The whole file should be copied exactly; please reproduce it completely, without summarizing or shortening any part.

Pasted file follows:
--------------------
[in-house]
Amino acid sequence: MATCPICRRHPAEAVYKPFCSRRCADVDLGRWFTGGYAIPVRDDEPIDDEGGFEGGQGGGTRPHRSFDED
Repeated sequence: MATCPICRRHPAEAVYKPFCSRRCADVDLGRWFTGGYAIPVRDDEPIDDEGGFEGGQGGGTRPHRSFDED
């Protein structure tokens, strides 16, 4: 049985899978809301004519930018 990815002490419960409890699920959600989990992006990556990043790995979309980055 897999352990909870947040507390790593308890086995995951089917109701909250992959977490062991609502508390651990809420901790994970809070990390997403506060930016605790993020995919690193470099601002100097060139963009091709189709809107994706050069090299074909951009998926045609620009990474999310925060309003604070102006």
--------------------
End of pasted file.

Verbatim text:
[in-house]
Amino acid sequence: MATCPICRRHPAEAVYKPFCSRRCADVDLGRWFTGGYAIPVRDDEPIDDEGGFEGGQGGGTRPHRSFDED
Repeated sequence: MATCPICRRHPAEAVYKPFCSRRCADVDLGRWFTGGYAIPVRDDEPIDDEGGFEGGQGGGTRPHRSFDED
């Protein structure tokens, strides 16, 4: 049985899978809301004519930018 990815002490419960409890699920959600989990992006990556990043790995979309980055 897999352990909870947040507390790593308890086995995951089917109701909250992959977490062991609502508390651990809420901790994970809070990390997403506060930016605790993020995919690193470099601002100097060139963009091709189709809107994706050069090299074909951009998926045609620009990474999310925060309003604070102006």